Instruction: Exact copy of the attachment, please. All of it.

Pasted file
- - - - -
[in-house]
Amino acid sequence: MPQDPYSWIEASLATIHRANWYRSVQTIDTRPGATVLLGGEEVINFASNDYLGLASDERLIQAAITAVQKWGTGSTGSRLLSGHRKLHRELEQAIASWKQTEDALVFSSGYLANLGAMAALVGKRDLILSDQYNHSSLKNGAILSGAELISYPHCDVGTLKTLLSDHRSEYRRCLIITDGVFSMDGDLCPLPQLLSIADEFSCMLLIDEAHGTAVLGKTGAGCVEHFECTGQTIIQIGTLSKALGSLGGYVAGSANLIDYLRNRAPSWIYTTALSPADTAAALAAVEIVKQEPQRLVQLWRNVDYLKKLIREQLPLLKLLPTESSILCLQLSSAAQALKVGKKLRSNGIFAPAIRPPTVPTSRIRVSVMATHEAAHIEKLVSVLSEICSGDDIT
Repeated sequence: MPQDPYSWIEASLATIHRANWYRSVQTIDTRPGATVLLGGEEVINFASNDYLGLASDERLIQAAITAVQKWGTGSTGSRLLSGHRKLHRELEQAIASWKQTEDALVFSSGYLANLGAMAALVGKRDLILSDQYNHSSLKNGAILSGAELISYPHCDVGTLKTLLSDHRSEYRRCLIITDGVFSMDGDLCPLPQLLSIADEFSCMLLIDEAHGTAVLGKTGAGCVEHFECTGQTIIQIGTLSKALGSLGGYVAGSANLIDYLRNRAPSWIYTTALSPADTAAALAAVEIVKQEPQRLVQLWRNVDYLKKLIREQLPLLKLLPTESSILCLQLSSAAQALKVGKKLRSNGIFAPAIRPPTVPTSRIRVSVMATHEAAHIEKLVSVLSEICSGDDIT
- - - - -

[in-house]
Amino acid sequence: MPQDPYSWIEASLATIHRANWYRSVQTIDTRPGATVLLGGEEVINFASNDYLGLASDERLIQAAITAVQKWGTGSTGSRLLSGHRKLHRELEQAIASWKQTEDALVFSSGYLANLGAMAALVGKRDLILSDQYNHSSLKNGAILSGAELISYPHCDVGTLKTLLSDHRSEYRRCLIITDGVFSMDGDLCPLPQLLSIADEFSCMLLIDEAHGTAVLGKTGAGCVEHFECTGQTIIQIGTLSKALGSLGGYVAGSANLIDYLRNRAPSWIYTTALSPADTAAALAAVEIVKQEPQRLVQLWRNVDYLKKLIREQLPLLKLLPTESSILCLQLSSAAQALKVGKKLRSNGIFAPAIRPPTVPTSRIRVSVMATHEAAHIEKLVSVLSEICSGDDIT
Repeated sequence: MPQDPYSWIEASLATIHRANWYRSVQTIDTRPGATVLLGGEEVINFASNDYLGLASDERLIQAAITAVQKWGTGSTGSRLLSGHRKLHRELEQAIASWKQTEDALVFSSGYLANLGAMAALVGKRDLILSDQYNHSSLKNGAILSGAELISYPHCDVGTLKTLLSDHRSEYRRCLIITDGVFSMDGDLCPLPQLLSIADEFSCMLLIDEAHGTAVLGKTGAGCVEHFECTGQTIIQIGTLSKALGSLGGYVAGSANLIDYLRNRAPSWIYTTALSPADTAAALAAVEIVKQEPQRLVQLWRNVDYLKKLIREQLPLLKLLPTESSILCLQLSSAAQALKVGKKLRSNGIFAPAIRPPTVPTSRIRVSVMATHEAAHIEKLVSVLSEICSGDDIT